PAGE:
For the second time this month, the Obama administration has chosen to put a terror suspect linked to Al Qaeda on trial in a civilian court.
Justice Department officials announced on Wednesday that they would try a suspected Al Qaeda operative in civilian court in Brooklyn rather than sending him to Guantánamo Bay for trial before a military commission.
The announcement came as federal officials unsealed a six-count indictment naming Ibrahim Suleiman Adnan Adam Harun in various plots dating from 2001. Mr. Harun was secretly extradited from Italy in October and has been held in New York ever since.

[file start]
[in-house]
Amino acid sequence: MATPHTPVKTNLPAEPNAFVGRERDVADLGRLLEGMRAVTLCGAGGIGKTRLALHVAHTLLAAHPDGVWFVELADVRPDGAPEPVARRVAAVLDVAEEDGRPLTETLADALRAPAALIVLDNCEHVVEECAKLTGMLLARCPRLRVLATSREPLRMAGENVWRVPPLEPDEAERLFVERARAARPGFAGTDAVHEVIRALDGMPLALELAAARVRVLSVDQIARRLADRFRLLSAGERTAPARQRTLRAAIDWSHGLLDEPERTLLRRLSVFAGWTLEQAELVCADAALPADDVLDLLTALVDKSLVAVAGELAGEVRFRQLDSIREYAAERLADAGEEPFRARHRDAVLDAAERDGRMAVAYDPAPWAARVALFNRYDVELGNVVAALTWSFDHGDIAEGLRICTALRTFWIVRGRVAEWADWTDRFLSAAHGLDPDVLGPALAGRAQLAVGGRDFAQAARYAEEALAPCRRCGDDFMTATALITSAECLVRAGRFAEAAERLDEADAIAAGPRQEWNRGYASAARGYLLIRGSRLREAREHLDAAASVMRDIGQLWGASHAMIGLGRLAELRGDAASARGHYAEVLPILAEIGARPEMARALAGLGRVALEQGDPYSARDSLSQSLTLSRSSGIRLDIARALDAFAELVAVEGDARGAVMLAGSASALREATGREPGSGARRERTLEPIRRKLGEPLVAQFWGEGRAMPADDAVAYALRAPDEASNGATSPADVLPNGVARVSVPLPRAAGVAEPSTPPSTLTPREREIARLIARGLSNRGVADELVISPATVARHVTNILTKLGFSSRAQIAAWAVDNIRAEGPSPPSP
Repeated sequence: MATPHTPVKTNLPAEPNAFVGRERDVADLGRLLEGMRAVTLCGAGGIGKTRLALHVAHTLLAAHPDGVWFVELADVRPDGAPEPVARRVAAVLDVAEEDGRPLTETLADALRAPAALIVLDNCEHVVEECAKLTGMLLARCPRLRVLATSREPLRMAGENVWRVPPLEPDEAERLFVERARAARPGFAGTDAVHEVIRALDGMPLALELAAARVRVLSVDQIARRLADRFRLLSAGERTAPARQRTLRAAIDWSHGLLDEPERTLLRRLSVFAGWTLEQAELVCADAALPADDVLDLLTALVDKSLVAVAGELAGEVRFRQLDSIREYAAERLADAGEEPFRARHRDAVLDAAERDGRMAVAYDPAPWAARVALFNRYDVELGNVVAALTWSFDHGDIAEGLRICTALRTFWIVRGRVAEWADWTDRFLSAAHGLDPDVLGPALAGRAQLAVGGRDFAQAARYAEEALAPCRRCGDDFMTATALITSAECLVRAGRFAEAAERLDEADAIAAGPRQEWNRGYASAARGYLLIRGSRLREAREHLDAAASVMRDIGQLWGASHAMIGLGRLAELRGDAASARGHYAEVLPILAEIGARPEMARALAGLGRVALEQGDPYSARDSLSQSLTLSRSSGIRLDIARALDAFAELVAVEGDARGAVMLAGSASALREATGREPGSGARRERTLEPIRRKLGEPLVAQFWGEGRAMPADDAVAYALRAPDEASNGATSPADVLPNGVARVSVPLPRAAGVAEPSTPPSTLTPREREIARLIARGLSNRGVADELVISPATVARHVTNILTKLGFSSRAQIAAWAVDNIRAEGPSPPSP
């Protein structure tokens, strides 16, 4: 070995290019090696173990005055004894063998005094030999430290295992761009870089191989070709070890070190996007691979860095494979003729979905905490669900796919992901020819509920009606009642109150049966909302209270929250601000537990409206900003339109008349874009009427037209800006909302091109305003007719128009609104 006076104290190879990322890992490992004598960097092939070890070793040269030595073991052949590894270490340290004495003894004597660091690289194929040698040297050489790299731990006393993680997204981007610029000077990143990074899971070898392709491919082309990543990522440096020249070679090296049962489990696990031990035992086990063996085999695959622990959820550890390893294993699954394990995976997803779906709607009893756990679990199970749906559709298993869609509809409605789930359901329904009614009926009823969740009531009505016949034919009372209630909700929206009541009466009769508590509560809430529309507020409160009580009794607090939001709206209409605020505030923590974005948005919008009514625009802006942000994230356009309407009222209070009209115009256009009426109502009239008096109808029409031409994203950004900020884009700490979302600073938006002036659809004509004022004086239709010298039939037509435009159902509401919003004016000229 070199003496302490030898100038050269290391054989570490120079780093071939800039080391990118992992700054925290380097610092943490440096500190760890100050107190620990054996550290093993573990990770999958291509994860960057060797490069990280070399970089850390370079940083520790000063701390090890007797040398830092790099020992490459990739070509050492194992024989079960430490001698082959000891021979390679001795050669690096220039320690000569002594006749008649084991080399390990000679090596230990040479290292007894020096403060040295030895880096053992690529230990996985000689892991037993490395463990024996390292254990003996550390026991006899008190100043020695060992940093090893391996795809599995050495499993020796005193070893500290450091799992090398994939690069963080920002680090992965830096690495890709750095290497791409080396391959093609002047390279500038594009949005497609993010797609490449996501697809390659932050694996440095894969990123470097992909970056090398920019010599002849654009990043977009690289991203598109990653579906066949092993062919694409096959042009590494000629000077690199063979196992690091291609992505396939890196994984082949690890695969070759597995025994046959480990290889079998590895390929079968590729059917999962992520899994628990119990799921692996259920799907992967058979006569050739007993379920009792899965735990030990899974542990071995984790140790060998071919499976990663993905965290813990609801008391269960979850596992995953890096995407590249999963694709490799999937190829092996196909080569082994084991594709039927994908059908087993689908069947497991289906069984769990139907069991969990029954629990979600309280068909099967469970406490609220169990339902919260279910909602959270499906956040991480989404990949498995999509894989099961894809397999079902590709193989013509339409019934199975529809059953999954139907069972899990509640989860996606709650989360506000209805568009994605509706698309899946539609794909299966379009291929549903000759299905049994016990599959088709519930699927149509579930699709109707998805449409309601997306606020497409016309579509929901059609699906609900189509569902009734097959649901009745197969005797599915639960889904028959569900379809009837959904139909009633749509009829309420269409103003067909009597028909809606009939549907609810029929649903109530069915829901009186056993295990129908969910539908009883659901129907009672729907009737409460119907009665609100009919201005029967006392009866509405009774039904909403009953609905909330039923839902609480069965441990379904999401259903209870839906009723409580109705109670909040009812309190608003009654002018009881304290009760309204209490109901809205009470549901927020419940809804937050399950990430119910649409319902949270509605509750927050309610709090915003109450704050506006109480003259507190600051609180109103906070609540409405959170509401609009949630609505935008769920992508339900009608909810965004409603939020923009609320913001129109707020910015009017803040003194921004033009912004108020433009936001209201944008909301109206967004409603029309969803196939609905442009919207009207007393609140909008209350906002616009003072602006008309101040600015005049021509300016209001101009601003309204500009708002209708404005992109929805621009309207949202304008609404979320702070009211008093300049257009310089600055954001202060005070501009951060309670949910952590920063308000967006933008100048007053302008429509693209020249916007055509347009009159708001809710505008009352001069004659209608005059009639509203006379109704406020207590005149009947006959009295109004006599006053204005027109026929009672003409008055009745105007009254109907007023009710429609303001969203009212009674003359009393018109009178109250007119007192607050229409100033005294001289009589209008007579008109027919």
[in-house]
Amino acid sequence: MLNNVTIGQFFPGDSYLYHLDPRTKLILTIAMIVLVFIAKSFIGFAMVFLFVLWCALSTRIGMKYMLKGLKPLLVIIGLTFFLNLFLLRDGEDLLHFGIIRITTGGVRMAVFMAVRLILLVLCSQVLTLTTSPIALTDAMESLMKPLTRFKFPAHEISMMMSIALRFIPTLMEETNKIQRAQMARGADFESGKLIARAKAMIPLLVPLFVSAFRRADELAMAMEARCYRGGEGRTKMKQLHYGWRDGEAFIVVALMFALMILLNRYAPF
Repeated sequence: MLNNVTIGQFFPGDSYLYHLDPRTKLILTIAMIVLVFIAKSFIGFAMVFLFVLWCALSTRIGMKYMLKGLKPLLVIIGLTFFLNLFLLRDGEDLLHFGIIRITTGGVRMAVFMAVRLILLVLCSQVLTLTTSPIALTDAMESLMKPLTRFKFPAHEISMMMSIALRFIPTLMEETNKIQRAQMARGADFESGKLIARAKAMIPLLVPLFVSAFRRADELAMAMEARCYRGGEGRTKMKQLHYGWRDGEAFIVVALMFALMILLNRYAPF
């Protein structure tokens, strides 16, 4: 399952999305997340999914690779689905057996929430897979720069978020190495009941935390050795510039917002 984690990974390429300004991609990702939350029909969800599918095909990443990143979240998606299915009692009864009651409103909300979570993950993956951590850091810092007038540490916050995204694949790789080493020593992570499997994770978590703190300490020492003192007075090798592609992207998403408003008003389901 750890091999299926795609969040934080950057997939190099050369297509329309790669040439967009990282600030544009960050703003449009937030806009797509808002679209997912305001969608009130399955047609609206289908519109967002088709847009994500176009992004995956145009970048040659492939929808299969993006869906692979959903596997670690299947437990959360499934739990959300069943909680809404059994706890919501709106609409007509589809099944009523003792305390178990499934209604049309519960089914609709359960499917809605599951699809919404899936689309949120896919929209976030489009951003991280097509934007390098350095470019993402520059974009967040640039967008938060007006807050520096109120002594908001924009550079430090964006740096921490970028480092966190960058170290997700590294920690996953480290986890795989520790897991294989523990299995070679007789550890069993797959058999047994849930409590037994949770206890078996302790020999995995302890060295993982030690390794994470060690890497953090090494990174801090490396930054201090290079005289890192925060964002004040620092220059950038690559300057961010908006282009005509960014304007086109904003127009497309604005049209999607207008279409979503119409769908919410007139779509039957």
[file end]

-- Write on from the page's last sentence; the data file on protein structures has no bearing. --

Harun, also known as “Spin Ghul,” is accused of plotting to murder American military personnel in Afghanistan in 2002 and 2003, and plotting to bomb US diplomatic offices in Nigeria from 2003 to 2005.
He is also charged with conspiring to provide material support, and actually providing material support, to Al Qaeda. In addition, the indictment charges him with using a machine gun, gunpowder, explosives, grenades, and missiles during the plots.
The decision to place him on trial in a civilian court follows the administration’s recent decision to transfer Abu Ghaith, Osama bin Laden’s son-in-law, to a federal court in New York.
Harun is a citizen of Niger who was born in Saudi Arabia. According to court documents, Harun traveled to Afghanistan in 2001, where he received training in Al Qaeda camps. After the 9/11 attacks, he allegedly fought against US forces while associated with Al Qaeda members in Pakistan.